A Way Out of the Overload
How do we simplify? There's a welter of information, advice, techniques, schools and every imaginable video tape available on the market to answer that question for you. In making a selection from this movable feast you'd want to take into account the background and credentials of the person offering you a way out of the overload. That's assuming you didn't just throw up your hands in exasperation and walk away from the task entirely.
I recently encountered a credible voice amidst the tumult. Richard Machowicz was a member of the U.S. Navy Seals. Having left the service he continues to work in the field of personal protection and teaches an intensive workshop in Southern California as he trains to become initiated as a Buddhist monk. That's a pretty strong curriculum vitae for cutting through the crap, wouldn't you say?
Richard Machowicz has written a book, Unleash the Warrior Within, which may serve as a modern day karateka's Guide to the Perplexed. Machowicz is a reductionist in the sense that he's an advocate for "thin slicing," the term Malcolm Gladwell popularized in his best-selling book Blink. Thin slicing allows a person to rapidly assess a novel situation and identify the important, noteworthy elements in that situation that need to be addressed first as it unfolds. The emphasis is on the word "rapidly."
I've written at length in other posts about Budo, the aspect of martial arts training that introduces a meditative and aesthetic counterbalance to the havoc of combat. This post will look, with Machowicz's help, at the other end of the "Bu stick", the end occupied by bujutsu, the techniques and doctrine of close-quarter combat.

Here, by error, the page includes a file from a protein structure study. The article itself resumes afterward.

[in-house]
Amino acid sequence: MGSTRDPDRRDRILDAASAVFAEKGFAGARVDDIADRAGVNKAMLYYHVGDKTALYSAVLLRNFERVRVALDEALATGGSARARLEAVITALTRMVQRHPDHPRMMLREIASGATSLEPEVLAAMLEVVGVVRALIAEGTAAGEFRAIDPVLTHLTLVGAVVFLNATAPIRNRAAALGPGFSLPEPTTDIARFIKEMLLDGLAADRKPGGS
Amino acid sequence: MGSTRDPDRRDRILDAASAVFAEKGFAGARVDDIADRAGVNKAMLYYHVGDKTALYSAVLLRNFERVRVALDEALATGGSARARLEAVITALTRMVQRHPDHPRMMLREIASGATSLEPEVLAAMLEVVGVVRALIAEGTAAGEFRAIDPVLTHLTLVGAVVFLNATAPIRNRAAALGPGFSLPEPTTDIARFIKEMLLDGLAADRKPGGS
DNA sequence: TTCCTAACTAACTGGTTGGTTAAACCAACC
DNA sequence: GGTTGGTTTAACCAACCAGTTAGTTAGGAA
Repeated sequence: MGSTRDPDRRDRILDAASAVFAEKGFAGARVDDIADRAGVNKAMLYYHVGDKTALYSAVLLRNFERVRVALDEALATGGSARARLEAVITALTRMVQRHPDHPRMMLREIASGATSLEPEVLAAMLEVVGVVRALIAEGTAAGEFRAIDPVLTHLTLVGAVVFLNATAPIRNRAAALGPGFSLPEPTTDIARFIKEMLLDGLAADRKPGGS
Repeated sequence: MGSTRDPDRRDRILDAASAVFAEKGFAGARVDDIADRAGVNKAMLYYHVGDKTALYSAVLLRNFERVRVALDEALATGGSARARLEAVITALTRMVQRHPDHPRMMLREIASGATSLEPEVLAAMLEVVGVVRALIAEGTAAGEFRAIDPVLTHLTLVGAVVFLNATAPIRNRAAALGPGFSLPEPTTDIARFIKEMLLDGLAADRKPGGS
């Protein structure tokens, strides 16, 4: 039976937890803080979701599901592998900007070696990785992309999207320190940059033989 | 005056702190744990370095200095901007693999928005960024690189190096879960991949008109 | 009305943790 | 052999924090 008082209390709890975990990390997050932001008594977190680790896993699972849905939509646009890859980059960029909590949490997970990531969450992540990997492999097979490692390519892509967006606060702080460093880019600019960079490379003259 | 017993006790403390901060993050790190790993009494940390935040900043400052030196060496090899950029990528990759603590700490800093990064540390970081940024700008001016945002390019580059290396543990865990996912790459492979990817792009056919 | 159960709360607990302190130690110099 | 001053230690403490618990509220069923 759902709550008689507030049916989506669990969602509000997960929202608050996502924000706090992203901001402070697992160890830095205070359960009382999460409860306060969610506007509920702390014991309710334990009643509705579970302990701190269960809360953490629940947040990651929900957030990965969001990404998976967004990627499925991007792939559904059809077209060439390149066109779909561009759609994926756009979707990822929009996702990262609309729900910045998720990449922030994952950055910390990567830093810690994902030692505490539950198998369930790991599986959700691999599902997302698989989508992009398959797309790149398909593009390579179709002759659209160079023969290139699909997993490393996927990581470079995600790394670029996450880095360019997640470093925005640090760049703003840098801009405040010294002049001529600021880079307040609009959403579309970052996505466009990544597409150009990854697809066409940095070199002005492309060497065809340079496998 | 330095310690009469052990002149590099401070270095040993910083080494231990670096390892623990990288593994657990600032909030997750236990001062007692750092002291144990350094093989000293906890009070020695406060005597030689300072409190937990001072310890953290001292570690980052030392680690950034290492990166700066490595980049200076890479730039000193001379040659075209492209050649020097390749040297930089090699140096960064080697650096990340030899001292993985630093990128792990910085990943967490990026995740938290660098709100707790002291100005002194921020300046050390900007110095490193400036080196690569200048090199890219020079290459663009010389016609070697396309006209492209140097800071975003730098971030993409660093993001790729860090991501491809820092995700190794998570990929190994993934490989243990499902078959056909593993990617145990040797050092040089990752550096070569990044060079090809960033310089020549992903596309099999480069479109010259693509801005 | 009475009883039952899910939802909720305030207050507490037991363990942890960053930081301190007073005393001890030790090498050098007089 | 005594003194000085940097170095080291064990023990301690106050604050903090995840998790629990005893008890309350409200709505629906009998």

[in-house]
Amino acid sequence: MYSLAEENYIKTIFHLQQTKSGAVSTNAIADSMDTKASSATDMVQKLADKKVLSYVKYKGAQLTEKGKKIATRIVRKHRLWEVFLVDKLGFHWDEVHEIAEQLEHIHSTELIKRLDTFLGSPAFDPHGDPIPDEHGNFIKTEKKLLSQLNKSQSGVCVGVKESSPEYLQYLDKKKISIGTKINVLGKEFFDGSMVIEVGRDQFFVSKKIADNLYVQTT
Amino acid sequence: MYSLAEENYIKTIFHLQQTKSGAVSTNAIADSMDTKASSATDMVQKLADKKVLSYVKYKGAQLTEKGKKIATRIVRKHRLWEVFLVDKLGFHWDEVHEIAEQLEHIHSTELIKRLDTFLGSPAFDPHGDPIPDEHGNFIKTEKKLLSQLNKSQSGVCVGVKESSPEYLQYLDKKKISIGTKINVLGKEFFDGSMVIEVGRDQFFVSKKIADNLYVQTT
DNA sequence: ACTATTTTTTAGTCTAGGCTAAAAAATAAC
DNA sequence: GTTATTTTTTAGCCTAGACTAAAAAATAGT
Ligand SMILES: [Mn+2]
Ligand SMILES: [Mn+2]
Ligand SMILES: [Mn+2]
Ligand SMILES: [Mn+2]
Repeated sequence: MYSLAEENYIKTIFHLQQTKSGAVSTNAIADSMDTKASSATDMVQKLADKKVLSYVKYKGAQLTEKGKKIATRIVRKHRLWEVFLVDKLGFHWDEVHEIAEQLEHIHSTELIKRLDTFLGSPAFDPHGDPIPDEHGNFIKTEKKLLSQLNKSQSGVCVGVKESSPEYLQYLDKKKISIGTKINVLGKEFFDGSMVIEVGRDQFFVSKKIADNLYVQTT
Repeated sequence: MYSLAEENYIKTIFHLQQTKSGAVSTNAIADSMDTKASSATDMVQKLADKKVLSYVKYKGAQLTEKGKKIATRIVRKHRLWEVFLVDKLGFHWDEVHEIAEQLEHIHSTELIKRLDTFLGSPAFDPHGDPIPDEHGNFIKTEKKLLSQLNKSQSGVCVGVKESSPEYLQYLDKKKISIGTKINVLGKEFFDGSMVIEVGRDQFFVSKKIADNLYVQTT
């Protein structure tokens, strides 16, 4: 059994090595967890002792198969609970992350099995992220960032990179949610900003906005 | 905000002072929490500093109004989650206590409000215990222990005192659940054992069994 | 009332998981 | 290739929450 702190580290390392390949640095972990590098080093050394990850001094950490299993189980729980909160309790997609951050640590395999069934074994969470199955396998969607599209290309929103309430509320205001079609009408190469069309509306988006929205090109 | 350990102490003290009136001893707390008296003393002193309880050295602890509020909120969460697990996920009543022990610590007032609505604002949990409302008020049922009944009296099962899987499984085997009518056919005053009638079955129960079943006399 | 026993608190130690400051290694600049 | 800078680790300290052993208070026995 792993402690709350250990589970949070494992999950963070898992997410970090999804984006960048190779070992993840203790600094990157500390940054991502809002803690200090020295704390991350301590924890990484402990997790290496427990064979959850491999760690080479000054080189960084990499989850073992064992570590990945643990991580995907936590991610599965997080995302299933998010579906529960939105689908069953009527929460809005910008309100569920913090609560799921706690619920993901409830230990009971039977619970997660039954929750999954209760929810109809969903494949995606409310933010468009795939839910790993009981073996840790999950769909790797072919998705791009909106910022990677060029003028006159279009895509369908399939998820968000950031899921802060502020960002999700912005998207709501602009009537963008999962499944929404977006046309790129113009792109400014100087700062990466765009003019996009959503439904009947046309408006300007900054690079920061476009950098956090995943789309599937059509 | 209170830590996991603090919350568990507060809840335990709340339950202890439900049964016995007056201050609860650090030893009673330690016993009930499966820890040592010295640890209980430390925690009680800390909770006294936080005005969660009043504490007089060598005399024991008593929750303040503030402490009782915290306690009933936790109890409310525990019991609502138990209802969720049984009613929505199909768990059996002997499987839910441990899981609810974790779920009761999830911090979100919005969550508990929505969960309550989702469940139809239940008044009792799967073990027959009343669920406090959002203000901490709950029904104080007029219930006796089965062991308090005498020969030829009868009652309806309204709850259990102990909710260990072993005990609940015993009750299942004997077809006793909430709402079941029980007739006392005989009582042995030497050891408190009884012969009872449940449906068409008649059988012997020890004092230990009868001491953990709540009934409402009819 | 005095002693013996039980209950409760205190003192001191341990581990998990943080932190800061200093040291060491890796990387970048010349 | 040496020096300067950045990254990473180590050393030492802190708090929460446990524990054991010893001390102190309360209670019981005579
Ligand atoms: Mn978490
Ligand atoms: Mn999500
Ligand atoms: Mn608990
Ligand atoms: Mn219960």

Machowicz's most important contribution, in my opinion, is his emphasis on target practice. Rather than getting bogged down in what to do, the trainee would benefit enormously if instead he or she was very clear about what to hit. Once that decision is made, the body does what it must to get a successful outcome. This simple fact is often overlooked in training where, just like with the smorgasbord of self-help books, the trainee can get bogged down in a worry of waza.
Machowicz reminds us that most vital targets are on or near the midline of the body; eyes, nose, throat, solar plexus, groin, instep of the feet. Our main targets will dictate how we move and what weapons we use. Such advice is useful even for the trainee who is interested primarily in tournament fighting or dojo sparring, with personal protection being somewhat less of an interest. Of course the eyes, throat and groin are off limits in most tournaments, but maintaining an awareness of the opponent's midline as well one's own serves the trainee well in developing concentration and effective choice of weapons (forefist, knife hand, spear hand, elbow, foot, knee, etc.).
Taking this approach to training, the novice can make significant progress from the get go. The more experienced trainee can also find refuge in this simple approach. Rather than involving ourselves in complex motor plans that lead to nowhere, we can get out from under the overload of choice by simply selecting a target and using the weapons best suited for striking it. Simple to say, not so easy to do. But worth the effort to practice. Gambatte kudasai! See you in the dojo!